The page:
Wednesday, June 4, 2008

Entry #2: Cancer - My Lips Shall Praise You

My Lips Shall Praise You
By Connie Stevens


O God, You are my God; Early will I seek You; My soul thirsts for You; My flesh longs for You in a dry and thirsty land where there is no water. So I have looked for You in the sanctuary, to see Your power and Your glory. Because Your lovingkindness is better than life, my lips shall praise You. Thus I will bless You while I live; I will lift up my hands in Your name, my soul shall be satisfied as with marrow and fatness, and my mouth shall praise You with joyful lips. Psalm 63: 1-5

When our son, Jonathan, was diagnosed at age 27 with stage 4 lung cancer that had metastasized to his brain, we were blindsided. While the harsh reality attacked us with brutal intensity, we clung to the hem of Jesus’ garment to get us through each day. After two and a half months of treatment, the local doctors told us he had 6-8 weeks to live. It was then we decided to take him half way across the country to a cancer treatment facility in Tulsa, OK.

Over the course of our cancer journey, we experienced a broad spectrum of emotions, everything from overwhelming joy to crushing fear. But on one event in particular, God engraved His signature.

One weekend while Jonathan and I were at the facility in Tulsa, he began to experience a headache. I gave him some extra pain medication and watched him throughout the night. The medication did little to ease the pain, however, and early the next morning I took him downstairs to the Infusion Center where they also treated a variety of emergencies. They gave him IV medications to try to control the pain and treated him for a migraine headache. We returned to our guest room upstairs, where I sat with him for the remainder of the day. I tried in vain to get him to take a bite of cracker or a sip of tea, all the while praying he would keep his meds down, and that God would take away his pain and give me the wisdom to know what to do.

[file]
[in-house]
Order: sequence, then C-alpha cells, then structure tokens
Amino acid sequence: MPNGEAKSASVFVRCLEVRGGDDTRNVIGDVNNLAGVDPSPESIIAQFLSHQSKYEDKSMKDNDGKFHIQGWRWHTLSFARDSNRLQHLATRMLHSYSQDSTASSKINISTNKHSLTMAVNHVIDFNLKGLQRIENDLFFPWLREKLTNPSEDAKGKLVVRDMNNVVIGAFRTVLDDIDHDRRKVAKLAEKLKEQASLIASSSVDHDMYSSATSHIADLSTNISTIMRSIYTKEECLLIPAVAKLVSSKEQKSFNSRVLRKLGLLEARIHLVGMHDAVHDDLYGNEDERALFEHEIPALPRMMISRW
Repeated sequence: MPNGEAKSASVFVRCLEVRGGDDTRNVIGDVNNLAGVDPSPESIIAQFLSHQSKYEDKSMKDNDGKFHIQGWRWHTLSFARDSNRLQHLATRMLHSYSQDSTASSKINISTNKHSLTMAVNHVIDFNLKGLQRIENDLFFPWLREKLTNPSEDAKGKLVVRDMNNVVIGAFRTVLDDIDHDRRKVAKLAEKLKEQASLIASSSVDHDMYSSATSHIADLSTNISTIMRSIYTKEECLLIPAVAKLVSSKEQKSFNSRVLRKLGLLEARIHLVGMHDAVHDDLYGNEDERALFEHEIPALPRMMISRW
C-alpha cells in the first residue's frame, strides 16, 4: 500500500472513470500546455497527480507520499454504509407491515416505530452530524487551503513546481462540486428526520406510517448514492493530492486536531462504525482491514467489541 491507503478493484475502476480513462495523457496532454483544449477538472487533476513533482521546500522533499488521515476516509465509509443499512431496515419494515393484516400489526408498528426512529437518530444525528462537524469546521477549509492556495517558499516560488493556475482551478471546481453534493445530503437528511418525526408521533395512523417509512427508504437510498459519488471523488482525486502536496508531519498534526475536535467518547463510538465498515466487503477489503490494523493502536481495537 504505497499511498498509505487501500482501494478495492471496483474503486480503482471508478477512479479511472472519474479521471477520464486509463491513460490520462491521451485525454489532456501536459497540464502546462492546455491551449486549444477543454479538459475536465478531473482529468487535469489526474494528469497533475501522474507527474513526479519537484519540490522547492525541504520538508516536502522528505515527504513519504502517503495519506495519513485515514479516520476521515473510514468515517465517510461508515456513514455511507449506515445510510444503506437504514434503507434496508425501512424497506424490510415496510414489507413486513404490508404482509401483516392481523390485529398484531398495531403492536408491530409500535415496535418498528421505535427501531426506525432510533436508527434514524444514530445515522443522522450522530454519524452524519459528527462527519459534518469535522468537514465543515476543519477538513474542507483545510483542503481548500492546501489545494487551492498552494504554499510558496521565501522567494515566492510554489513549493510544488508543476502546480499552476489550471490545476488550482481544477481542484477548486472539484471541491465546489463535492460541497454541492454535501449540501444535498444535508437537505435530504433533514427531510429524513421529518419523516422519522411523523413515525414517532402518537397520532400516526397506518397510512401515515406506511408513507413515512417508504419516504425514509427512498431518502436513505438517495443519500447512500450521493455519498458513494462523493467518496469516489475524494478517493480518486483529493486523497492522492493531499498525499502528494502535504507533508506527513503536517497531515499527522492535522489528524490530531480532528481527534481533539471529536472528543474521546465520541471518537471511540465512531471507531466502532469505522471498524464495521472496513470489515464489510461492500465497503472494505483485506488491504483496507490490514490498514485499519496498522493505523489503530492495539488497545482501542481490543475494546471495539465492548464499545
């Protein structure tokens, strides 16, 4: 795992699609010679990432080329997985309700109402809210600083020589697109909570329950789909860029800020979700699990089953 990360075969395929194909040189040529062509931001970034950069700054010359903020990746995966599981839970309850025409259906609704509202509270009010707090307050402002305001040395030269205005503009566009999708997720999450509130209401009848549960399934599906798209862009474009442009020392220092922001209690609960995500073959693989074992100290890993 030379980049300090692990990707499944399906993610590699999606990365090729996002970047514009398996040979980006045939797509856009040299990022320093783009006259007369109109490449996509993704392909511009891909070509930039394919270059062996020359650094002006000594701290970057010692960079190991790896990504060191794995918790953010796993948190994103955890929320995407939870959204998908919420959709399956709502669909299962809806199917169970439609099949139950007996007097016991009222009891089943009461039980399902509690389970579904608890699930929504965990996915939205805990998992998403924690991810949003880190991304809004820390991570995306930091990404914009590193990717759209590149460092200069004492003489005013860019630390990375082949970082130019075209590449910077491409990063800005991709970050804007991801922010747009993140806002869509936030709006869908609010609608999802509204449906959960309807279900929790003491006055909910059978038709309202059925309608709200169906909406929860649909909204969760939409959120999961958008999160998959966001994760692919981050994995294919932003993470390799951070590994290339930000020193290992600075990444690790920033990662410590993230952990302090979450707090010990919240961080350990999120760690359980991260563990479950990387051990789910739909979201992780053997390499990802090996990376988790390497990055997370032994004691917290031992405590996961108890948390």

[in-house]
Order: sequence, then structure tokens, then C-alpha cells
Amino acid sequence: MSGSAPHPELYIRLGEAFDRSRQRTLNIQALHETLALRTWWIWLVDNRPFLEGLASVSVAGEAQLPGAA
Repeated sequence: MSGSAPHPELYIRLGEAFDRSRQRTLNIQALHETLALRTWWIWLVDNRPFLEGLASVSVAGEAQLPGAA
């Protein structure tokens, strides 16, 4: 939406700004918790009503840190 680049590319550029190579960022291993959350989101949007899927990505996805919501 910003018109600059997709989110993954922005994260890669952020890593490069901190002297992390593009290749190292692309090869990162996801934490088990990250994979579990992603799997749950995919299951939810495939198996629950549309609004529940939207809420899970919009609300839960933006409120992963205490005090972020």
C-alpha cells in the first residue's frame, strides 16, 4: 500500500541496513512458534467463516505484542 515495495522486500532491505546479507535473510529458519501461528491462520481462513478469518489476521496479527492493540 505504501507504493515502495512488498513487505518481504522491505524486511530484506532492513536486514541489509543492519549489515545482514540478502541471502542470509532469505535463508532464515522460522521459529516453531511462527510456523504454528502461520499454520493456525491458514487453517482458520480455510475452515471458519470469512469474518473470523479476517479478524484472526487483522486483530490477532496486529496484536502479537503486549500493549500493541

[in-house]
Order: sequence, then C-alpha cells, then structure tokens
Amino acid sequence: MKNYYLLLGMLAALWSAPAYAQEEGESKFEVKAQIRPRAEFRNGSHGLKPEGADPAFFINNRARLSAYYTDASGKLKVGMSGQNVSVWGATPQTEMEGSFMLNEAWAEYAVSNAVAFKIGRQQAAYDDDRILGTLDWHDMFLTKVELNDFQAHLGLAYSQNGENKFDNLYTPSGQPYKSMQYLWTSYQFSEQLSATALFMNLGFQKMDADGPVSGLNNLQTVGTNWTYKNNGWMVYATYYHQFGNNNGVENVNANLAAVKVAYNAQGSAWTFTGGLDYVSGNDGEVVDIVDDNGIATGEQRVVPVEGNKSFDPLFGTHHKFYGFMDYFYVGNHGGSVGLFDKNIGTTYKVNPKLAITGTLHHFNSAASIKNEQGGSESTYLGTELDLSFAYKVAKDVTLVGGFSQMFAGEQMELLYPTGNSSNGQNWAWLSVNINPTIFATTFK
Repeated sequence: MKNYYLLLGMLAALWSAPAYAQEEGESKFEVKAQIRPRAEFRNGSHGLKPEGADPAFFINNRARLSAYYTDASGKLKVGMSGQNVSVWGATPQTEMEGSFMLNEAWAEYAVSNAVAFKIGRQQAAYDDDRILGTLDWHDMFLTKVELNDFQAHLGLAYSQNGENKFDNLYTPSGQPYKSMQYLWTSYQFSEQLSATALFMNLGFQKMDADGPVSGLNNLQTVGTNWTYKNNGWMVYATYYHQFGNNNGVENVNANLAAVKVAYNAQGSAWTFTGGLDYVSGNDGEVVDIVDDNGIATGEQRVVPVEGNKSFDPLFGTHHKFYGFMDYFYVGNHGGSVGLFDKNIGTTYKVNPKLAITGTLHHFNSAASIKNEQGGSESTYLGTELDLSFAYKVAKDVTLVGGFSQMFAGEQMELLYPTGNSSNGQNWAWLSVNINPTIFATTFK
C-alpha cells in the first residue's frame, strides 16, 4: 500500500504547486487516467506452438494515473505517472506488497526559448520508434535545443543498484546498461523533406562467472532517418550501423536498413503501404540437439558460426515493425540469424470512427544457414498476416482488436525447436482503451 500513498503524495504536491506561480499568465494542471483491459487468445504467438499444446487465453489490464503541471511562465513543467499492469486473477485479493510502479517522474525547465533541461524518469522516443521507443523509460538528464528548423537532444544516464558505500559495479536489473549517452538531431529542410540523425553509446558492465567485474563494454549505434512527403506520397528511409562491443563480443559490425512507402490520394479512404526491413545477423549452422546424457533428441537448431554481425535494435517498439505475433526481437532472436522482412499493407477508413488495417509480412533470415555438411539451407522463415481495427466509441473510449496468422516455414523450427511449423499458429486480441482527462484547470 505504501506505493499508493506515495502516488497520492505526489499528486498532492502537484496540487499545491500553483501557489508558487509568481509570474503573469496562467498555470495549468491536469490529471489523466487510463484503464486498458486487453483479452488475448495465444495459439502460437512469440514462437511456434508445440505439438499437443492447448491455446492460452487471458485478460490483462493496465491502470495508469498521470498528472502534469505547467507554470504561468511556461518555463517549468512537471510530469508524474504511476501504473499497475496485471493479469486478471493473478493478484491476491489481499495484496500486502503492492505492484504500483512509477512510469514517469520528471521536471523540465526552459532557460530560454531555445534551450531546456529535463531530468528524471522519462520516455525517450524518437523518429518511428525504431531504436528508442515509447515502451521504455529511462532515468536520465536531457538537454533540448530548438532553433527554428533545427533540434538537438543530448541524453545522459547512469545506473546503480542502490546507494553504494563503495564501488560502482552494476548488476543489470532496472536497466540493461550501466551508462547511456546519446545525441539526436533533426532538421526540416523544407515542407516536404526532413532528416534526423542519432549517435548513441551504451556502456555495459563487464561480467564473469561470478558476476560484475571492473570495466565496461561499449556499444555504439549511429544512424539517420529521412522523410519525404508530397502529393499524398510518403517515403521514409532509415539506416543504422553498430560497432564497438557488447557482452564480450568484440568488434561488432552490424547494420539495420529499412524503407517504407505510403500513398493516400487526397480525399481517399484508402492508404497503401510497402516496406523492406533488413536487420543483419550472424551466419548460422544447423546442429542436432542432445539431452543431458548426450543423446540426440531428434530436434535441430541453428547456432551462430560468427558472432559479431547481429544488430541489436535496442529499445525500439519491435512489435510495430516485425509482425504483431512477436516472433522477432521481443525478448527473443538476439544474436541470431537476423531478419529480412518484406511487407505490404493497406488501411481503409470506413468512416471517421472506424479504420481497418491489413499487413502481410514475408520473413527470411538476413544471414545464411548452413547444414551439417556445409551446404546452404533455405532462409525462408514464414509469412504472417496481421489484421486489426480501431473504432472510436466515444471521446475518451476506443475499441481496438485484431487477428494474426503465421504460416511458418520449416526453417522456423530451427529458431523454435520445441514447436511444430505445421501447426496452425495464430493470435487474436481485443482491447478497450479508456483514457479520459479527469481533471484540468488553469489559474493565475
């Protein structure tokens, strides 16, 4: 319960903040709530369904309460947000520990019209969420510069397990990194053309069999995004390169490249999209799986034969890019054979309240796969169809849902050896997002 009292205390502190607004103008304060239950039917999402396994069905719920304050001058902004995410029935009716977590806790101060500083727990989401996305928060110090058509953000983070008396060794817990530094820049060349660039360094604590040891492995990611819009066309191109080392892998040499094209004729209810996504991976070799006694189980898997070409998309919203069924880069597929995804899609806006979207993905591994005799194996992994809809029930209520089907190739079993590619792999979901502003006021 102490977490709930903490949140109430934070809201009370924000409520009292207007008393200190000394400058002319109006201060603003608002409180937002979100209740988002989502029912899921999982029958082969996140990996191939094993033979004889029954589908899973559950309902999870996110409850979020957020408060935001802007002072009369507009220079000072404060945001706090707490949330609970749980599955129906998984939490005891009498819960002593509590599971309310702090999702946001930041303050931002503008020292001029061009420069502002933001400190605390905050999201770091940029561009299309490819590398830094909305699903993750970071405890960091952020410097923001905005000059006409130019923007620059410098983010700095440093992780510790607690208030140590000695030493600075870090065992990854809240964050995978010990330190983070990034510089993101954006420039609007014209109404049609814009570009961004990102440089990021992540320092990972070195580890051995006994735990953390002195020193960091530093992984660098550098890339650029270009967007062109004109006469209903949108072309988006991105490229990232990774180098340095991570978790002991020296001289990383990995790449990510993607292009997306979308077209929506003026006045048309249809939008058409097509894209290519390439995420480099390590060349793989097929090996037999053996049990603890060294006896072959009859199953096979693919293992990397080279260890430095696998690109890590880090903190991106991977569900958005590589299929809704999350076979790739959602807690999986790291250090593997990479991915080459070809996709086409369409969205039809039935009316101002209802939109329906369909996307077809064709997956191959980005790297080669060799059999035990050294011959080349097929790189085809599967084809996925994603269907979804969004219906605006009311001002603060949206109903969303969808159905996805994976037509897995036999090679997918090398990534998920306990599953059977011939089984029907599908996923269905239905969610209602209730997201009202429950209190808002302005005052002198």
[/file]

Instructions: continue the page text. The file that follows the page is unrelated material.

By 5:00 that evening, the pain and pressure in his head were unbearable, so I took him back to the Infusion Center. The nurses were concerned that the meds hadn’t worked and they called the doctor in immediately. He ordered a couple of tests that determined Jonathan did not have a migraine. His brain was swelling inside his skull. If the swelling could not be brought under control, he could die in a matter of hours. I blindly punched the buttons of my cell phone and called my husband, sister, and a friend to get a prayer chain started.